Paradigm Shifts
"Most people...still cling to what I call the rearview-mirror view of their world. By this I mean to say that because of the invisibility of any environment during the period of its innovation, man is only consciously aware of the environment that has preceded it; in other words, an environment becomes fully visible only when it has been superseded by a new environment; thus we are always one step behind in our view of the world."

Wednesday, July 27, 2011

Indian Lesbians, Gay Pakistanis (Link Round-Up 7/27/11)


Damn Tourists
One is hard-pressed to blame the Cambodian people and their government for this. Tourism, and the major role that Siem Reap and its showcase attraction of Angkor Wat play in this, is a major source of foreign revenue for a country that is considered to be among the poorest and least-developed countries in the world. The tourism industry is critical to its economy. Concerned conservationists and officials, however, are warning that, unless long-term, concerted efforts are made to strengthen its sustainability, the gem of its tourism industry will eventually collapse as Cambodia's "ace in the hole" for tourism and its developing economy."
"Facebook helps you connect and share with the people in your life"
Cabdulaahi Faarah (Faarax), a naturalized U.S. citizen, has proven to be one of al-Shabaab’s most effective Western recruiters. Now residing in Mogadishu, he uses his Facebook page to continue his recruiting efforts. In just the past week he has added more than 50 new friends — most of them in the U.S. — bringing the total number of his friends on Facebook to more than 500. His Facebook page was linked in a story by the Minneapolis Mirror following the June suicide bombing.
Mutually Assured Construction
India’s neighbor, Pakistan, however, is seriously concerned over the agreement. It suspects India will make “peaceful use” an excuse to expand its nuclear weapons.

“It is surprising that South Korea which claims to be the victim of North Korea’s nuclear program is itself becoming a party to the expansion of nuclear dual purpose technology,” a senior Pakistani official said.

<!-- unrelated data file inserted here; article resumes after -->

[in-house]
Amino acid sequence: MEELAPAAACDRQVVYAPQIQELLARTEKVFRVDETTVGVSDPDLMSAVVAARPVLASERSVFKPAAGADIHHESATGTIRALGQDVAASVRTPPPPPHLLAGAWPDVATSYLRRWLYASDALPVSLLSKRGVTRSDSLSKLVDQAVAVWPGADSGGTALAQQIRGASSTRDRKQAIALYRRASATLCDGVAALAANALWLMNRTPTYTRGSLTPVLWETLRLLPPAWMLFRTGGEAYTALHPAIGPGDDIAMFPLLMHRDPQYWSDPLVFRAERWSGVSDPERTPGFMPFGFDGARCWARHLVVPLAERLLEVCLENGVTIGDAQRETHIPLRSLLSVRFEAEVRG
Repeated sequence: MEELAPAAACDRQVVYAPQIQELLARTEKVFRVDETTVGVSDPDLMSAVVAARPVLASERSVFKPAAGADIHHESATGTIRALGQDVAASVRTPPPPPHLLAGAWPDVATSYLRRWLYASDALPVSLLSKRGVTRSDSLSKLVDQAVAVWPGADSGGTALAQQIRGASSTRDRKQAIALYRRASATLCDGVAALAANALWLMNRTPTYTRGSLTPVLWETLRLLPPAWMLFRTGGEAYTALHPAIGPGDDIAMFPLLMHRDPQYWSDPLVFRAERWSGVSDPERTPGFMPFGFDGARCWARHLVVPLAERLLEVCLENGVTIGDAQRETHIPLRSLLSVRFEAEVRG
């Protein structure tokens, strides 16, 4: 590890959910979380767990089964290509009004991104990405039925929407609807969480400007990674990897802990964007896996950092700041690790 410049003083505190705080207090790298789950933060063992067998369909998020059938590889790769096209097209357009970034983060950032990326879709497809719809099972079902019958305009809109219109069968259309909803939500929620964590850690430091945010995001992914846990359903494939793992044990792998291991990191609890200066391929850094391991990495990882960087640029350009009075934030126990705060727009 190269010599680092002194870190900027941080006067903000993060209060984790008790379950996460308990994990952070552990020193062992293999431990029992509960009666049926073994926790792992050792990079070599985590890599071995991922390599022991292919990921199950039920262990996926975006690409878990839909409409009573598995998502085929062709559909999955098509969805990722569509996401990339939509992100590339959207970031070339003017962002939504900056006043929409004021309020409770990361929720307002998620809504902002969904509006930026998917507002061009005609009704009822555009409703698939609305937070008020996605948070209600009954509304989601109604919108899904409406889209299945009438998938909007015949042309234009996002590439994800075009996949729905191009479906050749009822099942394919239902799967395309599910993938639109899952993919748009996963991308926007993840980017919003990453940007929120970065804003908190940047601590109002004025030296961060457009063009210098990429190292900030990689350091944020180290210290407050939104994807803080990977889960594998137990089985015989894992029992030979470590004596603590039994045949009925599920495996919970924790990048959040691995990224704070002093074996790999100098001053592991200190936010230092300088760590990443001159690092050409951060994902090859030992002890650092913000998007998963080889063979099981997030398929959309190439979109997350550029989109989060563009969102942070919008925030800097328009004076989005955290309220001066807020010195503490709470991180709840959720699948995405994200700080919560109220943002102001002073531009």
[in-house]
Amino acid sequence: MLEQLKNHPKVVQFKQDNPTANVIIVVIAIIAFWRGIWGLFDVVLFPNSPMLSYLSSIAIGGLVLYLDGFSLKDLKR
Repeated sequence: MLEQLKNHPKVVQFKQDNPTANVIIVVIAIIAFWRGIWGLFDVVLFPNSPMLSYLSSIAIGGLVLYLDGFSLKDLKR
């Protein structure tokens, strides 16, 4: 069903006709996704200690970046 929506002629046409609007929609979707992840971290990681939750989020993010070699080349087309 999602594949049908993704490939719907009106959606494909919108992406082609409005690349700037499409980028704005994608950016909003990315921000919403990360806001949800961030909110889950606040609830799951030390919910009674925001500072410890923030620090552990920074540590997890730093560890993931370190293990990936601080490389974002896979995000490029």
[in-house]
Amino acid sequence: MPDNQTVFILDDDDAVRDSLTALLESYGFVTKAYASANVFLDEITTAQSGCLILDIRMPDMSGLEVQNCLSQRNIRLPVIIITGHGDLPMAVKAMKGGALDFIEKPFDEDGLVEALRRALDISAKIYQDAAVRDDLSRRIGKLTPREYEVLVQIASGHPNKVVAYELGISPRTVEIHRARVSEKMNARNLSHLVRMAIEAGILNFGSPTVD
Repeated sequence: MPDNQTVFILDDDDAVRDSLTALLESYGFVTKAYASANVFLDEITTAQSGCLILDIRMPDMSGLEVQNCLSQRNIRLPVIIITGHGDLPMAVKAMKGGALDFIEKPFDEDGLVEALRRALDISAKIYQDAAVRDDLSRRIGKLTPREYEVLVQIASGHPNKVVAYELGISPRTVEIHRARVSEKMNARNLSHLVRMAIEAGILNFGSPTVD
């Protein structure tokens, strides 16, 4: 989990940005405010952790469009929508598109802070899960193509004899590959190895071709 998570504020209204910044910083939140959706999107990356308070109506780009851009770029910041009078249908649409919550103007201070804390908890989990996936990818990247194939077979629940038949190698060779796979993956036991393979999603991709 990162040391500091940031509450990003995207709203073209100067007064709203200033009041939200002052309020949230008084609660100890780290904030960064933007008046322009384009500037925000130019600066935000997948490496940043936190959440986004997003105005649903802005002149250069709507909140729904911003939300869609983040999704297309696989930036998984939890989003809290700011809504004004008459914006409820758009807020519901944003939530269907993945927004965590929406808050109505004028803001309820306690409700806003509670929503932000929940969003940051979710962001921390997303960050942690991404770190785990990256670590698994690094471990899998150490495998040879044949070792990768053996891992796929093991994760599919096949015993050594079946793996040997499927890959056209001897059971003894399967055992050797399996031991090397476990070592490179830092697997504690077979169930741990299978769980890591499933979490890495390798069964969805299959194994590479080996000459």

A Man For All Seasons
"According to every convention, my friend Ifti was all wrong," blogged Azra Raza, a prominent oncologist. "He was born in the wrong country. He should have been born in Hollywood. ... He was born in the wrong body. He should have been Marilyn Monroe."
What The F___?
Shifts in the drug trade have led to parallel shifts by the FARC, which is deeply involved in narcotics trafficking. "Brazil is the second largest consumer of drugs in the world after the United States, and so the cartels are no longer just looking north," he said. "Now they are looking to the south for Brazil -- and also for Africa, [a new cocaine route to Europe]." Accordingly, FARC operations are now centered on the country's southwest. Valencia argues that the center of their operations is now Cali, the country's third-largest city and one quite close to the Pacific coast.
Most People Wouldn't
The Iranian daily Siyasat-e Rouz estimated that the operation of the Bushehr reactor depends on agreements between Russia and the West.
Alternative Pinhead-ergy
Solar start-up comany Semprius just unveiled an ultra-tiny solar cell that is half the size of a pinhead and (when combined with powerful but inexpensive lenses) can concentrate sunlight more than 11,000 times and convert it to electricity! The minuscule solar cells are created through a low-cost production system that utilizes standard manufacturing processes and micro-transfer printing. This system enables the creation of CPV modules with high performance, high reliability, and low cost – not to mention scalability and high-volume production.
Law of the Land
Haryana has been the centre of widespread protests by villagers who believe their village councils, or khaps should be allowed to impose their own punishments on those who disobey their rulings or break local traditions – mainly honour killings of those who marry within their own gotra or sub-caste, regarded in the state as akin to incest.

Friday, July 22, 2011

Belated Link Round-Up For 7/22/11

*this is being posted on 7/26/11 due to this and the fact that Culture Bore is presently written in a basement in Chicago. On the plus side, the new carpet feels kinda nice.

European Disunion
Belgium, a federation of Flemish and Walloon communities, hosts the EU in Brussels and is often held up as example of European integration.
Le Soir newspaper, the voice of the Belgian establishment has warned that the country's demise would signal the end of an EU "project" that, like Belgium, faces a popular backlash.
Wide Network
Many Uighur groups have, in the past, accused the government of portraying local protests and ethnic unrest as being driven by separatist groups in order to justify security clampdowns.